2. Alternative Dispute Resolution and Domestic Violence: Women, Divorce and Alternative Justice
  3. Constitutional Recognition: First Peoples and the Australian Settler State
  4. Civil-Military ‘Legal’ Relations: Where to from Here? The Civilian Courts and the Military in the United Kingdom, United States and Australi
  5. State and Religion: The Australian Story

Previous Edition

37(2) 2018 Special Issue: Imagining a different future, overcoming barriers to climate justice

The Special Issue provides powerful and insightful commentary on the law and climate change justice. The issue features an introduction by Nicky van Dijk, Jan Linehan and Peter Lawrence which surveys climate justice and barriers to its realisation. Given the urgency of climate change and importance of justice considerations the entire issue has been made available free online to ensure wide dissemination. You can also download the individual articles using the links below.


  1. Imagining Different Futures through the Courts: A Social Movement Assessment of Existing and Potential New Approaches to Climate Change Litigation in Australia by Danny Noonan
  2. Justice and Climate Transitions by Jeremy Moss and Robyn Kath
  3. Ecocide and the Carbon Crimes of the Powerful by Rob White
  4. Individual Moral Duties Amidst Climate Injustice: Imagining a Sustainable Future by Steve Vanderheiden
  5. Lawfare, Standing and Environmental Discourse: A Phronetic Analysis by Brendon Murphy and Jeffrey McGee
  6. Non-Peer Reviewed Article

  7. Climate, Culture and Music: Coping in the Anthropocene by Simon Kerr

Contributions to the Journal

We welcome the submission of articles, preferably between 4,000 and 10,000 words (inclusive of footnotes) and on topics of relevance to academics and the legal community. It is required that all articles be accompanied by an abstract of approximately 200 words in length. Contributors should note that the University of Tasmania Law Review has a particular focus on Australian, Asia-Pacific and international legal issues. Articles should contain useful headings. References must be footnoted in accordance with the Australian Guide to Legal Citation (4th ed, 2018).

All articles considered to be of the appropriate format and subject matter are refereed using a double-blind process. This process of refereeing takes approximately two months. Authors will be notified of the Editors' decision regarding publication and will be kept informed throughout the process. If an article contains subject matter that is of a time-sensitive nature, then the Editors may consider early publication of an article on the website. This involves fast-tracking the double-blind process.

Manuscripts must be submitted online at Law Review Article Submission Form. All manuscripts must be in a format able to be edited (no PDF or read-only files). If there is more than one author for your manuscript, the lead author or author who will handle the correspondence with the Review should complete the online form. Please note in the ‘comments’ box if there are multiple authors. All co-authors must complete the Law Review Article - Co-author Submission Form before the manuscript will be considered.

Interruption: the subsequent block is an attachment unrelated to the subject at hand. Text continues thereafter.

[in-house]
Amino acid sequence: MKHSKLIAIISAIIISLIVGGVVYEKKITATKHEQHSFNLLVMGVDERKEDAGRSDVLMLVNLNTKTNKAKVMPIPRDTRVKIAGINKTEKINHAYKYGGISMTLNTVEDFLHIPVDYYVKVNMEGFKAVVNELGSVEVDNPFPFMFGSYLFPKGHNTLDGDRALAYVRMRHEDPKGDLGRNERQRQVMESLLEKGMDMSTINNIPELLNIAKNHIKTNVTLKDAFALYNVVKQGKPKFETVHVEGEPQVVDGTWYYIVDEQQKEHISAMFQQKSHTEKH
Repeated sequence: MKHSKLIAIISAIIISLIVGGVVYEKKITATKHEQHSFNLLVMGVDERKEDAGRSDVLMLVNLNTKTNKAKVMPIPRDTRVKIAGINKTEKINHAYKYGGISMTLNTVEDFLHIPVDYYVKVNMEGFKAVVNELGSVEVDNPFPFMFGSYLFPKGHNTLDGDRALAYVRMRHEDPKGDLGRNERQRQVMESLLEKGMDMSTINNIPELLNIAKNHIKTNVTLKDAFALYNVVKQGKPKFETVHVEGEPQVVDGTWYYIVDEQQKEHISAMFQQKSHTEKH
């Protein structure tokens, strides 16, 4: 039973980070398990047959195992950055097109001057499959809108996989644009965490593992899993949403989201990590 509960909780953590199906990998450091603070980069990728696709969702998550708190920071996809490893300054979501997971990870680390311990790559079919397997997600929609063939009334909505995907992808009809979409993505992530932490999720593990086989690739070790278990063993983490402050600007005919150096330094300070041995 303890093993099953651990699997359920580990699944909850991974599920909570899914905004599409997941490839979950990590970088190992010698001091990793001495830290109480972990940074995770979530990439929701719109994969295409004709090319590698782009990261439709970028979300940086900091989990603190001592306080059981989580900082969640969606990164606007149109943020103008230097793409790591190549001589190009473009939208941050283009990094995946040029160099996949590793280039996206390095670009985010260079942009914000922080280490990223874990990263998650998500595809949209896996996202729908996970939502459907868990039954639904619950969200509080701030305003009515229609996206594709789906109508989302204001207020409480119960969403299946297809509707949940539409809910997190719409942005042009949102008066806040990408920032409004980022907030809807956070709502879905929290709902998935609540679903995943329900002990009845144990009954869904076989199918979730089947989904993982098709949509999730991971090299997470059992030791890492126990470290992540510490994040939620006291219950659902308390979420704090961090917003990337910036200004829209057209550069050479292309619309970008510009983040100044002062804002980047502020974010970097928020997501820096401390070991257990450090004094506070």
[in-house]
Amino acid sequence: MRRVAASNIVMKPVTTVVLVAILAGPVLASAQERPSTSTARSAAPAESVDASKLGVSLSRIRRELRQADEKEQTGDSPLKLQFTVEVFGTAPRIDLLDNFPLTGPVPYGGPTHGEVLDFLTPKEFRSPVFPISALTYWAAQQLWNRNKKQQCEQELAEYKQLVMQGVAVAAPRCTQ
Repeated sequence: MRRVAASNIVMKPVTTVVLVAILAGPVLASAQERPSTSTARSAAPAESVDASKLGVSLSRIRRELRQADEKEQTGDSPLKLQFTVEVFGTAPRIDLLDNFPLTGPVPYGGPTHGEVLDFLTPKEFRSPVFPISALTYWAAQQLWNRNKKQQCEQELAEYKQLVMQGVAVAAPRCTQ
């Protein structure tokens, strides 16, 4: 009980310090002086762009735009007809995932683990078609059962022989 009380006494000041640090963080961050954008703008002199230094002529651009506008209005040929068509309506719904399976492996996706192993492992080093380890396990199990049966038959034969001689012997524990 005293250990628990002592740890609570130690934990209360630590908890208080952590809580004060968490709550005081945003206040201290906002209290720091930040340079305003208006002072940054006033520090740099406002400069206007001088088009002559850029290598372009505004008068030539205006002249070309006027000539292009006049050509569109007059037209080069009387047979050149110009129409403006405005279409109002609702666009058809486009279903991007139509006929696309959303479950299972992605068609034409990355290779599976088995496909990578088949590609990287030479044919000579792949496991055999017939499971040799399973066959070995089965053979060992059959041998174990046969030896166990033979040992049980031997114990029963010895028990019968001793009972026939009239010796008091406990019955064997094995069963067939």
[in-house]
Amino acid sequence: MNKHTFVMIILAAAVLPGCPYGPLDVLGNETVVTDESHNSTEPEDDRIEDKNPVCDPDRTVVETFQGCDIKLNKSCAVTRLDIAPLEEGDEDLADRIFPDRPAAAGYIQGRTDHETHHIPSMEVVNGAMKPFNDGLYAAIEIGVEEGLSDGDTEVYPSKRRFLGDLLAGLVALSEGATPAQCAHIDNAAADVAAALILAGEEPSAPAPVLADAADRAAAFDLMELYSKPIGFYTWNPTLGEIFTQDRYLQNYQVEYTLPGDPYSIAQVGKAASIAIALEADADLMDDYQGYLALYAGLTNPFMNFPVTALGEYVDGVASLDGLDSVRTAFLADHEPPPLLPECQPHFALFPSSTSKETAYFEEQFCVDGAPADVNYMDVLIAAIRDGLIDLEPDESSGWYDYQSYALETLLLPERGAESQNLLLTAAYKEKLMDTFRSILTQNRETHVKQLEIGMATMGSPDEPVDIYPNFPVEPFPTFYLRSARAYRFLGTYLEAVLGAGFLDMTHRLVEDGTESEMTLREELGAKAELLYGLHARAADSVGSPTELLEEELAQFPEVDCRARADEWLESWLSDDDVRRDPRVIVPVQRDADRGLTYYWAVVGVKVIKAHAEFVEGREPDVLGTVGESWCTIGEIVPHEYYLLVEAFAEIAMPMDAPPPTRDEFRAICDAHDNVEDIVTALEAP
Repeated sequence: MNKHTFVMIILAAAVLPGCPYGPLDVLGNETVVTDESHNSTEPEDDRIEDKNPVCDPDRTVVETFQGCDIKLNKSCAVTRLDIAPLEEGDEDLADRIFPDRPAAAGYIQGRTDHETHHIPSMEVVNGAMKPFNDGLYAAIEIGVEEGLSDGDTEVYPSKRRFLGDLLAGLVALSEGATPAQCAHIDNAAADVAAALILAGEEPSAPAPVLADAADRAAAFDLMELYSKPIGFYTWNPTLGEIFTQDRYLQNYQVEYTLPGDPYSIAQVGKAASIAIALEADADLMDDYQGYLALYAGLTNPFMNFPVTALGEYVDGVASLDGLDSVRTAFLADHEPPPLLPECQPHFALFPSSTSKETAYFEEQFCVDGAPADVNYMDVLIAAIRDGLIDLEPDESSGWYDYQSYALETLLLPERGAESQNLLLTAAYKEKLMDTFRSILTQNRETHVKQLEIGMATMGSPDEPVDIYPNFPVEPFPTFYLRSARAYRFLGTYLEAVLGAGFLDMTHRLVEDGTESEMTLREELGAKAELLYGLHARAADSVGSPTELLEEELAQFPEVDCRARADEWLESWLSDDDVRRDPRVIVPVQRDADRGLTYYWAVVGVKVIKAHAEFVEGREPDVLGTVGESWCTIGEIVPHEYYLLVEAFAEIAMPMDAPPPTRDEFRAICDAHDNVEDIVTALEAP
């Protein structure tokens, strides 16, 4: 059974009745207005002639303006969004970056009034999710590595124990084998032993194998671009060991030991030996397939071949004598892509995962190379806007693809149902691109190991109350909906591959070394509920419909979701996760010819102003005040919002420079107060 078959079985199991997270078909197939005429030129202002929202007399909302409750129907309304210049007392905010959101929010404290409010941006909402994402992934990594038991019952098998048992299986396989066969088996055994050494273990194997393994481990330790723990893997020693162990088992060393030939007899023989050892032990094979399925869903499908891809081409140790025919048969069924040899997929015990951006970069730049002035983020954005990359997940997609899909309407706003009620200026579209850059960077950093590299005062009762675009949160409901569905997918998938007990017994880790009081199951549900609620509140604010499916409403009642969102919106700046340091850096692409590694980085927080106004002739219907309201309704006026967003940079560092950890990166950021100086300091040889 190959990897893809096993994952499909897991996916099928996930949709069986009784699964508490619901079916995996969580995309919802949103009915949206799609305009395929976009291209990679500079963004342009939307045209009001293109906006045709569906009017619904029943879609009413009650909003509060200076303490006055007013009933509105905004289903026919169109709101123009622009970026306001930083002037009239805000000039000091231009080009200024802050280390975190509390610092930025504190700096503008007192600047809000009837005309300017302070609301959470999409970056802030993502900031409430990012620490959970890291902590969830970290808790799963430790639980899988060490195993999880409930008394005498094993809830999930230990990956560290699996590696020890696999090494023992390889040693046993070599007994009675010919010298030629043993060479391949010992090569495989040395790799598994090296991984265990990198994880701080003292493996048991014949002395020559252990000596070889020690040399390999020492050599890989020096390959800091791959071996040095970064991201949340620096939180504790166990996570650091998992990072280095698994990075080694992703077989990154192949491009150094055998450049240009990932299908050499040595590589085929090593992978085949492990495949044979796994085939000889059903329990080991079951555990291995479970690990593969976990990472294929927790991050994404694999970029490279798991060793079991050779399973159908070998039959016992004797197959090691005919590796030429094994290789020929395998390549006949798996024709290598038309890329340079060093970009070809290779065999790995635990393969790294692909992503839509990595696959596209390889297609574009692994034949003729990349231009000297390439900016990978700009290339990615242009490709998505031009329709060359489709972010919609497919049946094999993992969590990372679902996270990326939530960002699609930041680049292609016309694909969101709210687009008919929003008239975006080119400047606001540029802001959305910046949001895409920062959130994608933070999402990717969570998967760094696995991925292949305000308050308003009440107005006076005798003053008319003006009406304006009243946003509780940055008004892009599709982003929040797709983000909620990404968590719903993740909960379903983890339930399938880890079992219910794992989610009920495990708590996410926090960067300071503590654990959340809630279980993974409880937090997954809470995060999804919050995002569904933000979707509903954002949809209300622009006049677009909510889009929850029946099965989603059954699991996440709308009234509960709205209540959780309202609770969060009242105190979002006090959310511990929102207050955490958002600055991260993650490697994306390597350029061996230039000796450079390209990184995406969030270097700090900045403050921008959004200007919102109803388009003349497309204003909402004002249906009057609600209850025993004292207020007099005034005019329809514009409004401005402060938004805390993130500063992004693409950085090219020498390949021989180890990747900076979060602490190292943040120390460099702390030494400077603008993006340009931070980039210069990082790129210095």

Authors are encouraged to submit articles now for volume 37. The first issue of volume 37 will be printed in Winter 2018.

Download the Submission and Publication Agreement University of Tasmania Law Review (PDF 25KB).

For any questions regarding submissions or any other matters please contact us by email at

Information for Subscribers

The journal is published twice a year. The cost of the Journal is:

  • $55.00 per issue for domestic subscribers, and
  • $60.00 (AUD) for overseas subscribers (delivered economy airmail).

The prices are both inclusive of postage and handling and GST where applicable. Subscriptions can be organised by contacting the Law School Publications Officer below.

Notify me when a new issue is published

Intending subscribers should contact:

Publications Officer
Faculty of Law
University of Tasmania
Private Bag 89
Tasmania, Australia 7001.
Fax: (03) 6226 7623
Phone: (03) 6226 7552

One Off-Copies

Readers can also purchase a one-off copy of a particular issue.
You may either send a cheque with your subscription notice, or we will invoice you when you receive your first issue.

Subscriptions within North or South America should be addressed to:

William S. Hein & Co., Inc.
2350 North Forest Road | Getzville, NY 14068

Editorial Board

Faculty Advisor: 

  • Dr Peter Lawrence


  • Elizabeth Reed
  • Naomi Hauser

Editorial Board Members: 

  • Courtney Bailey
  • Nicholas Bartlett
  • Harrison Fawcett
  • Sylvia Lawrence
  • Isabella Memed
  • Tanja Mutton
  • Aisha Nazzal
  • Chun Yu